August 14th, we introduce her to dairy and egg. I.am.terrified. I couldn’t possibly live with myself if…the unthinkable.

AND DON’T TELL ME NOT TO THINK LIKE THAT! Again, you have NO IDEA! You would too! You HAVE to think like that. Because it’s realistic. You have to be prepared for the turn for the worse. You have to think of all “what ifs” so if or when that event arises, you can be prepared. I am a critical thinker and I have my career as an RN to thank for that. I’m not going to sit in la la land while I wait for this appointment and act as though she’s invincible. Because it’s clear she’s not (at least in MY experience).

Maybe those who cannot understand can YouTube “food allergic reactions” or “stridor” or “how to Epi your child and when they ingest food”. Maybe then you will get a first hand look at how terrifying it really is. How the complete and utter loss of control is among us moms and dads. Our entire world is struggling to breathe, begging for help from us and we are literally helpless. We can’t perform magic.

Josie now wears an allergy bracelet wherever we go. And she knows not to go anywhere without it on. And she can even tell you what she’s allergic to now.

I’m haunted by this recent story of this poor boy. And Bobby and I are terrified of Josie’s appointment. But do I sit back, shut my blinds and sit in fear? That’s a big huge world out there, people! She’s not always going to have me watching her every move…

So what do we do?

If you want to be a part of Josie’s life, I suggest you step up to the plate. This isn’t about you and I. This is about HER. Any day could be her last, my last or your last. How would YOU react? Would you even care?






June 23, 1932 – A Beautiful Life Was Born

Gisela Else Hubel (1932-2017)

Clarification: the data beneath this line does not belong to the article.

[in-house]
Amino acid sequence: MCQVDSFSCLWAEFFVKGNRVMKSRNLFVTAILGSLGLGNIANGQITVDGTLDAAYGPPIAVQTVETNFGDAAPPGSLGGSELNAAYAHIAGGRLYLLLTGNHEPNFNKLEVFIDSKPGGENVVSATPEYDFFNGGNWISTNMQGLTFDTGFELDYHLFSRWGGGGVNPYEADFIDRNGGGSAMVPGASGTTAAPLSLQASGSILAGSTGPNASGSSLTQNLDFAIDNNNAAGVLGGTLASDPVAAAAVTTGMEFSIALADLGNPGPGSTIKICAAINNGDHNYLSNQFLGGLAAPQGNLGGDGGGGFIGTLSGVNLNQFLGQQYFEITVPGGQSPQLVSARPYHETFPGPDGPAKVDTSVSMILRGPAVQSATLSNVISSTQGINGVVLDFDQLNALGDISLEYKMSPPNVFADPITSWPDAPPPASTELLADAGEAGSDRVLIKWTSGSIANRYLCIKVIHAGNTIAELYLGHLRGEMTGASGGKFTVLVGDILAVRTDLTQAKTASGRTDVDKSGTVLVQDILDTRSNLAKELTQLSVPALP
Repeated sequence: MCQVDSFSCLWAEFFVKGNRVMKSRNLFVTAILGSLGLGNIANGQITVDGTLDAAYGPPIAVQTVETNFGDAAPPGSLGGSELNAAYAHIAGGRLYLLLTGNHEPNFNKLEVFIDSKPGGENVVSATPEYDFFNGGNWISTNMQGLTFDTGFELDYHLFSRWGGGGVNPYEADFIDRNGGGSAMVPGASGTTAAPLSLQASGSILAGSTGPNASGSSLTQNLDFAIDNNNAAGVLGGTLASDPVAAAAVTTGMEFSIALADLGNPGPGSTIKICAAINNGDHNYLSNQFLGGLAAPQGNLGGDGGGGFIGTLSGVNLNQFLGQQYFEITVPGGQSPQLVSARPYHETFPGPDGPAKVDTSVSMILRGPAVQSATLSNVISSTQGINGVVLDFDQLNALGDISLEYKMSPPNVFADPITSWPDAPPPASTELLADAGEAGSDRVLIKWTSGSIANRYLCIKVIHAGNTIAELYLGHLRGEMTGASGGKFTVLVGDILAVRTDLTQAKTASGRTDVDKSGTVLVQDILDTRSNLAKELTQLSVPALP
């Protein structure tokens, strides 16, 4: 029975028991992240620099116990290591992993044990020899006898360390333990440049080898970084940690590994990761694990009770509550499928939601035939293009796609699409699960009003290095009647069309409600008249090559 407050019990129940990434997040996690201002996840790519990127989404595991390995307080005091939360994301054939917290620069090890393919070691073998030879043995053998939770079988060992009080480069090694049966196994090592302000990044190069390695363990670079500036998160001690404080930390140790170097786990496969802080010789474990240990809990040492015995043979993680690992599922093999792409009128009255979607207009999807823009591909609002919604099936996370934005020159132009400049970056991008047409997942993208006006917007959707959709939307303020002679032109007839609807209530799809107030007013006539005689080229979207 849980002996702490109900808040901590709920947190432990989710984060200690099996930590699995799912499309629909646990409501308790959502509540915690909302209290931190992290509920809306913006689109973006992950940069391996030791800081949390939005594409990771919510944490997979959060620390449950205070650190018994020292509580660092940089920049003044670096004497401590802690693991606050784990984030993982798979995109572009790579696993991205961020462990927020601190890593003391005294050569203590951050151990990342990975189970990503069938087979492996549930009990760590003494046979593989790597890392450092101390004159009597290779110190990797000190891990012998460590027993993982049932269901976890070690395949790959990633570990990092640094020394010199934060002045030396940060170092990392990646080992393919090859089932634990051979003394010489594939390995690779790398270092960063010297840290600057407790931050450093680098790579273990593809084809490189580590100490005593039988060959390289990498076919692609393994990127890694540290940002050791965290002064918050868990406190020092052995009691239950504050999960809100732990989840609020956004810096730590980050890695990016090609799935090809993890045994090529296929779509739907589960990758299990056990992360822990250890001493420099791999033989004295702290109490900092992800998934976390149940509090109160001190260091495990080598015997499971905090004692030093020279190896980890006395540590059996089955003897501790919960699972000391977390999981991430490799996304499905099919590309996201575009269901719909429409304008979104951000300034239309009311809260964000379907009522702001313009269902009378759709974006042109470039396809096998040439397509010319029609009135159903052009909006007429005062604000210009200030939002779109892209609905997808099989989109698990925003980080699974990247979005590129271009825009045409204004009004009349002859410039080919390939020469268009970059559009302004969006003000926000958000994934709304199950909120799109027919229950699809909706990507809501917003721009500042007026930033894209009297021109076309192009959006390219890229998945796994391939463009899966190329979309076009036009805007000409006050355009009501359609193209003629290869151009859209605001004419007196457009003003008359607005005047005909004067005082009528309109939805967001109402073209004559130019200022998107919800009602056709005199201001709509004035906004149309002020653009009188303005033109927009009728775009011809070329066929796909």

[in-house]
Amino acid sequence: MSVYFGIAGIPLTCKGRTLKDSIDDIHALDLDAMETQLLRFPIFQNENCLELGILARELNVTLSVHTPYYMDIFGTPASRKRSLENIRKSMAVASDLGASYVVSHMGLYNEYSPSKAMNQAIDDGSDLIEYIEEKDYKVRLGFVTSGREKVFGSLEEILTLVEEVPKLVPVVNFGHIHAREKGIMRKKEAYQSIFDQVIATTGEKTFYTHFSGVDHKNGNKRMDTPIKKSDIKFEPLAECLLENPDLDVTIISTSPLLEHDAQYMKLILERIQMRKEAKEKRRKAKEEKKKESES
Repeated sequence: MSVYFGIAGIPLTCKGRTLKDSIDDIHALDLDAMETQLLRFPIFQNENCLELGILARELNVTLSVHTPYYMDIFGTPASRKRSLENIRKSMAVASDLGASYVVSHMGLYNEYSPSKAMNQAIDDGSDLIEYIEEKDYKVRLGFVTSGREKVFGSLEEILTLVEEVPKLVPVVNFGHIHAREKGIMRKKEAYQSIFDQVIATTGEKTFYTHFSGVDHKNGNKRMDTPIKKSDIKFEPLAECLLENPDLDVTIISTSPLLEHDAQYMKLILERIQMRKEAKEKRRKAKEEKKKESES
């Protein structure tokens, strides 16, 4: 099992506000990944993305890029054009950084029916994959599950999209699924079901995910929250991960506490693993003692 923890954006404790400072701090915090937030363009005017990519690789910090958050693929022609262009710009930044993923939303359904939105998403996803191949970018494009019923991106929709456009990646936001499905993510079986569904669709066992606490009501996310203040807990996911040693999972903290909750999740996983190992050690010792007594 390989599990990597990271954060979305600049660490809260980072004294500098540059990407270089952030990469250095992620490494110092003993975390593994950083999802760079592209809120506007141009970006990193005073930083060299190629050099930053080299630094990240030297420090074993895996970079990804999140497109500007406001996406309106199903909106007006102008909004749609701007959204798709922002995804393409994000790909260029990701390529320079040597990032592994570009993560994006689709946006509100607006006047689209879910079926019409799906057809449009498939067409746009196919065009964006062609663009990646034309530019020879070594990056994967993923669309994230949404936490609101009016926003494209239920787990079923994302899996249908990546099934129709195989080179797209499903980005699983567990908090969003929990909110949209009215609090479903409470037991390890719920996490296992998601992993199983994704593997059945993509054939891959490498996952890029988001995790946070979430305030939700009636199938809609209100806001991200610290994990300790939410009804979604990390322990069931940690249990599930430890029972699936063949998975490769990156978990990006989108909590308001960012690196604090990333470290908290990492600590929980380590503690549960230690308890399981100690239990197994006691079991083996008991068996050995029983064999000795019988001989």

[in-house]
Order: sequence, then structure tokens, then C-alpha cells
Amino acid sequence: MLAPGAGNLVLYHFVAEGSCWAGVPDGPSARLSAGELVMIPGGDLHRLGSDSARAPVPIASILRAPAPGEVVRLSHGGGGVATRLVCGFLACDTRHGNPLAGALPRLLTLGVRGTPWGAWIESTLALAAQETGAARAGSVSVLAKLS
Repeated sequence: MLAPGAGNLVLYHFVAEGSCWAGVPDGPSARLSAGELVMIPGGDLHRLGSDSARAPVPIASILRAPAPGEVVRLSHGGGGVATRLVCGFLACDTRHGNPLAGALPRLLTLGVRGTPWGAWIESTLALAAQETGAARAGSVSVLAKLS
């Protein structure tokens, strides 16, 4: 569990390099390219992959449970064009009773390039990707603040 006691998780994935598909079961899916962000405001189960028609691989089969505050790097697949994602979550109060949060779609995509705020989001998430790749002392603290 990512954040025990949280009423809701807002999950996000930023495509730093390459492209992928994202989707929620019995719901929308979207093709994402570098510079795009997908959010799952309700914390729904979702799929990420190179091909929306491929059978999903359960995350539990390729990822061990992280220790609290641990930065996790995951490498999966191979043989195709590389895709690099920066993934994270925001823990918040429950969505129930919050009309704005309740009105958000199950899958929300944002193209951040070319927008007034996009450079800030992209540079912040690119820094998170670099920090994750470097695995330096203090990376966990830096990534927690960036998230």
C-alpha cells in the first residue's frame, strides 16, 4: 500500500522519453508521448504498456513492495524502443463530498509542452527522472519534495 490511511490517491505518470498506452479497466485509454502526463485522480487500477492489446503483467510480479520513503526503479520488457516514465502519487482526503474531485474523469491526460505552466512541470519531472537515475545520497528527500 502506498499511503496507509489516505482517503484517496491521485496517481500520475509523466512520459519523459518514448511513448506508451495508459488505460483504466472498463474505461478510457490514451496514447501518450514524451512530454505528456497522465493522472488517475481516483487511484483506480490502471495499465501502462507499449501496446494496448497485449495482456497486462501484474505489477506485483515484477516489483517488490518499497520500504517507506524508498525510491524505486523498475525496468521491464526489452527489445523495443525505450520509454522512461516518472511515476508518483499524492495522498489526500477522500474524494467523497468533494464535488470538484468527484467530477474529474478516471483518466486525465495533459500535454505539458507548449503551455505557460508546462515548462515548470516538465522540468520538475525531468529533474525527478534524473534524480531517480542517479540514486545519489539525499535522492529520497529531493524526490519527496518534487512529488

Gisela Else Hubel, 84 of Caseville, passed away peacefully Easter Sunday, April 16, 2017, at her home under the care of her family and Heartland Hospice, having suffered from COPD and Alzheimer’s. Gisela was born June 23, 1932, in Elbing, West Prussia, to the late Paul and Else (Gudtka) Bradtke, the second oldest of six children. In 1953, she met her future husband, Francis Hubel, while he was stationed in Germany as a soldier in the U.S. Army of Occupation. They were married Jan. 15, 1955, in Bremerhaven, Germany. They moved permanently from Garden City to Caseville in 1995. Gisela was a wonderful cook, the best mother and wife, and loved camping and walleye fishing. In her last years, she enjoyed riding around in her golf cart, going to the beach, and watching wildlife. She is survived by her loving husband, Francis J.; sons, Timothy of Pigeon and James (fiancee Denise Potchynok) of Flint Twp; grandchildren, Rachel Conrad and Dylan Hubel; great-grandchildren, Josey and Juliette; and siblings Doris Posner, Hanelore Fitz and Bernd Bradtke, all of Germany. She was preceded in death by her parents; sister, Inge Jessen and brother, Dieter Bradtke. A memorial service will be at 1 p.m. Saturday, April 22 at the Champagne Funeral Chapel of Caseville with Rev. Karen Bouverette officiating. Visitation will begin at 11 a.m. Saturday and continue until the time of the service. Condolences may be shared at www.cfcCaseville.com